Quantum dot laser featuring an active layer containing high-density arrays of quantum dots
Fujitsu Limited, Fujitsu Laboratories Ltd., and the University of Tokyo today announced the world’s first quantum dot laser-based 25 Gbps high-speed data transmission.
Quantum dot lasers are a type of laser being anticipated as a next-generation semiconductor laser capable of handling high-speed data transmissions while consuming minimal power. As increasing the number of quantum dots is known to improve a quantum dot laser’s operation speed, layers of quantum dots with a higher density than conventionally employed were stacked, thereby doubling the laser’s operation speed and enabling a significant improvement over previous technologies. This new technology is expected to be employed for optical sources for next-generation high-speed data communications that aim to achieve data transmission speeds of 100 Gbps, ten times faster than current data transmission speeds.
Quantum well lasers, which have conventionally been used as optical sources for data communications, have a problem of dramatic increases in power consumption attributable to increased driving current when temperatures rise. The quantum dot laser developed by Fujitsu Laboratories and the University of Tokyo uses 3-dimensional (3D) semiconductor nanostructures to produce quantum effects, thus giving it excellent characteristics, including stable operation over a range of temperatures and low power consumption. However, the quantum dot laser had been limited to handling data transfer speeds up to 10 Gbps.
Overview of Newly-developed Technology In order to increase the speed of quantum dot lasers, it was necessary to increase the laser’s optical gain, which in turn required an increase in the number of underlying quantum dots. New quantum dot fabrication technology was developed and applied, resulting in a quantum dot laser capable of high-speed operations at 25 Gbps.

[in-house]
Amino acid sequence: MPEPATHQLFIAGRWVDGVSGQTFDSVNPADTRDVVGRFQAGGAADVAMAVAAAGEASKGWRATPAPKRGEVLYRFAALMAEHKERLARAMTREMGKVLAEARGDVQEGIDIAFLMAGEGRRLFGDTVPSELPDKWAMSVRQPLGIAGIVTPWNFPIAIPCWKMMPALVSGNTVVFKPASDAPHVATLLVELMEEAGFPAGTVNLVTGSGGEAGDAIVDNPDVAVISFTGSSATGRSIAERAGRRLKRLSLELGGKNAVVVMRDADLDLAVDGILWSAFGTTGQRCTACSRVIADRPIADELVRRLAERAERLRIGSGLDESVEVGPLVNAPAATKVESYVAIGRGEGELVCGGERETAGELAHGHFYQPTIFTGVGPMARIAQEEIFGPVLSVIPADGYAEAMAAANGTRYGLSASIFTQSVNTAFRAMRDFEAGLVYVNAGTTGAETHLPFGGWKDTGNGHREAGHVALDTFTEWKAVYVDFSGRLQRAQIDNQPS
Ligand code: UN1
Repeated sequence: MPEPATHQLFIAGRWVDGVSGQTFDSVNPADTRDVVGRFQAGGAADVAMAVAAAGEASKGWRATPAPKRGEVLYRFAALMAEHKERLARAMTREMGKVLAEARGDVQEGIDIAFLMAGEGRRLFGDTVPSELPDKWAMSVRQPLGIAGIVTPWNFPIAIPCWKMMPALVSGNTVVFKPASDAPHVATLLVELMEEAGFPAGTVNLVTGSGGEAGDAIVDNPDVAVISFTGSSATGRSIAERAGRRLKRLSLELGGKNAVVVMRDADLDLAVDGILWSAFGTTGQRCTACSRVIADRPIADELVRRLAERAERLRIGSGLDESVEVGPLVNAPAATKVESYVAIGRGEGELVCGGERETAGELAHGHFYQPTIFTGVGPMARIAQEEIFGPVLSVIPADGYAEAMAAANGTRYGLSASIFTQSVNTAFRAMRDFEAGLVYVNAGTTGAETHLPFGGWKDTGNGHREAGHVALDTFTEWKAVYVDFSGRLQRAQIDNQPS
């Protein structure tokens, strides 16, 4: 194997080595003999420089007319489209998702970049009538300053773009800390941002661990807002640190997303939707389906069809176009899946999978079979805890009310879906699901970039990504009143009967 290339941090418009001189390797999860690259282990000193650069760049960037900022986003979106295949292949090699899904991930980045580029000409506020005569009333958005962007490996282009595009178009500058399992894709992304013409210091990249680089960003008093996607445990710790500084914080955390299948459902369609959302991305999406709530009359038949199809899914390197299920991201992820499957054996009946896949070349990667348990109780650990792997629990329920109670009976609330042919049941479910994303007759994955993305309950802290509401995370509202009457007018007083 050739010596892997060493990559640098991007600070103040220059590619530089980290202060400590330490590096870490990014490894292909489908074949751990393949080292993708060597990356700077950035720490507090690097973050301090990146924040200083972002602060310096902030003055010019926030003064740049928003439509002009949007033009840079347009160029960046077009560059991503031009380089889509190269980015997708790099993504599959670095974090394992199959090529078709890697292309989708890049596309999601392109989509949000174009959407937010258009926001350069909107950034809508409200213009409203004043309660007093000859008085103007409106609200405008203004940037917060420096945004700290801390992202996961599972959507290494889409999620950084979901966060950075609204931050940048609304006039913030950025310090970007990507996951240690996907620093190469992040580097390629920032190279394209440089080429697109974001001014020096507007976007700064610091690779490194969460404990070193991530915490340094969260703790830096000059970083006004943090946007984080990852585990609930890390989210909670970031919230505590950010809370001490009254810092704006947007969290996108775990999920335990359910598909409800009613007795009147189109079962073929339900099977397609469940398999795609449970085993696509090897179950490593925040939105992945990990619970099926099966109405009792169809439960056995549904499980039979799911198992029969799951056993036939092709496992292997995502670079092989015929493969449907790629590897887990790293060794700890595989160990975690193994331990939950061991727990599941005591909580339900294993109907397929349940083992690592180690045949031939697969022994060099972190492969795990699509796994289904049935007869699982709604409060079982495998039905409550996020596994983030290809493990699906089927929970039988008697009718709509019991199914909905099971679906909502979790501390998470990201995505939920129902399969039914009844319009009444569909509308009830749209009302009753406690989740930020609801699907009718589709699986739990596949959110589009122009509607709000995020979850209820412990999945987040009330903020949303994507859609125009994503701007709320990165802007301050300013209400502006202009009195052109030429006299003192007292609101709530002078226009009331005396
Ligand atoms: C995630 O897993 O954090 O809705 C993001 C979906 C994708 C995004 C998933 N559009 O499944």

Key features of the newly-developed technologies are as follows (Figure 1):
1. A technology for forming high-density indium-arsenide (InAs) quantum dots on the surface of a gallium-arsenide (GaAs) substrate. This doubles the number of quantum dots per unit area to 6 x 1010 per 1cm2.
2. A technology for stacking multiple layers of high-density quantum dots. This increases the number of possible layers to 8 layers, an increase from the previously-available 5 layers.
Quantum dots are fabricated using molecular beams in a high-vacuum chamber to embed indium (In) and arsenide (As) in GaAs . Because the atomic distance in InAs is greater than in GaAs, strain is induced in the InAs crystallized on the GaAs substrate. The strain energy can be relaxed by forming 3D crystals, in which each 3D nanocrystal functions as a single quantum dot.
By optimizing the growth conditions in which the 3D crystals are formed, a technology has been developed to double the in-plane area density of the quantum dots to 6 x 10^10 per 1cm^2. Technology was also developed that allows 8 layers – instead of 5 layers – to be stacked while preserving the same high-density in-plane.
Fabrication of quantum dots by employing these aforementioned technologies enabled an increase in number of quantum dots, thereby increasing the optical gain. As a world first, a quantum dot laser employing this active layer was successfully tested at 25 Gbps high-speed modulation.
Brian Wang is a Futurist Thought Leader and a popular Science blogger with 1 million readers per month. His blog Nextbigfuture.com is ranked #1 Science News Blog. It covers many disruptive technology and trends including Space, Robotics, Artificial Intelligence, Medicine, Anti-aging Biotechnology, and Nanotechnology.
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